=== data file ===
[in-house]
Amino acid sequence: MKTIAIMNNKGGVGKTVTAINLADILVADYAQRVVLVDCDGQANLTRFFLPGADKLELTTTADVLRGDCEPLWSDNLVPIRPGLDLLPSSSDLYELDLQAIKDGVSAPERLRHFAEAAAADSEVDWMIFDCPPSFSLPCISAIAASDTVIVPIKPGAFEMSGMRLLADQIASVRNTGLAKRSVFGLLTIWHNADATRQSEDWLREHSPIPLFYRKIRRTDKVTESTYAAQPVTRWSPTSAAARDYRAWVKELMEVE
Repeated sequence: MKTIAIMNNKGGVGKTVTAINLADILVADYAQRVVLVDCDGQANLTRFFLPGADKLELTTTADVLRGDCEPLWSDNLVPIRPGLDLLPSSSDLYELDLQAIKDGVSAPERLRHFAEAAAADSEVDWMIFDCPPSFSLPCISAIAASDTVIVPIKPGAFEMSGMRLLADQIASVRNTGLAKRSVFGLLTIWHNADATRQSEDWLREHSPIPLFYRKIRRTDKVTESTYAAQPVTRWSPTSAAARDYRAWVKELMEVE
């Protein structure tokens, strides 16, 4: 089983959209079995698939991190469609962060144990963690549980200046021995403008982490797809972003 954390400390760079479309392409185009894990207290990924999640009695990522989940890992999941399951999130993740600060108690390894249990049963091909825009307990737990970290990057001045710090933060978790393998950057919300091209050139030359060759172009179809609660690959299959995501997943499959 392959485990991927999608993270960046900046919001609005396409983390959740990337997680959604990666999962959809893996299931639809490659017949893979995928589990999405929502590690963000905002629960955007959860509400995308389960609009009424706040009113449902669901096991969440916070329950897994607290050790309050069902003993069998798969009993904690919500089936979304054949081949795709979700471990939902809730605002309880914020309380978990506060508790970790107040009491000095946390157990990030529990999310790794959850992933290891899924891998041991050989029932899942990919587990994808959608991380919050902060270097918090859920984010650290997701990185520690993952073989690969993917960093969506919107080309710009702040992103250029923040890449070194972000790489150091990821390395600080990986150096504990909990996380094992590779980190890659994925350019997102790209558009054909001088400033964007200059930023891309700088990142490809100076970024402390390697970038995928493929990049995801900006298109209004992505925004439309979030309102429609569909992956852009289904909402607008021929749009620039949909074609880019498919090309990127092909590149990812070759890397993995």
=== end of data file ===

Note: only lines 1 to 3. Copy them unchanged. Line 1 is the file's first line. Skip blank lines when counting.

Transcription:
[in-house]
Amino acid sequence: MKTIAIMNNKGGVGKTVTAINLADILVADYAQRVVLVDCDGQANLTRFFLPGADKLELTTTADVLRGDCEPLWSDNLVPIRPGLDLLPSSSDLYELDLQAIKDGVSAPERLRHFAEAAAADSEVDWMIFDCPPSFSLPCISAIAASDTVIVPIKPGAFEMSGMRLLADQIASVRNTGLAKRSVFGLLTIWHNADATRQSEDWLREHSPIPLFYRKIRRTDKVTESTYAAQPVTRWSPTSAAARDYRAWVKELMEVE
Repeated sequence: MKTIAIMNNKGGVGKTVTAINLADILVADYAQRVVLVDCDGQANLTRFFLPGADKLELTTTADVLRGDCEPLWSDNLVPIRPGLDLLPSSSDLYELDLQAIKDGVSAPERLRHFAEAAAADSEVDWMIFDCPPSFSLPCISAIAASDTVIVPIKPGAFEMSGMRLLADQIASVRNTGLAKRSVFGLLTIWHNADATRQSEDWLREHSPIPLFYRKIRRTDKVTESTYAAQPVTRWSPTSAAARDYRAWVKELMEVE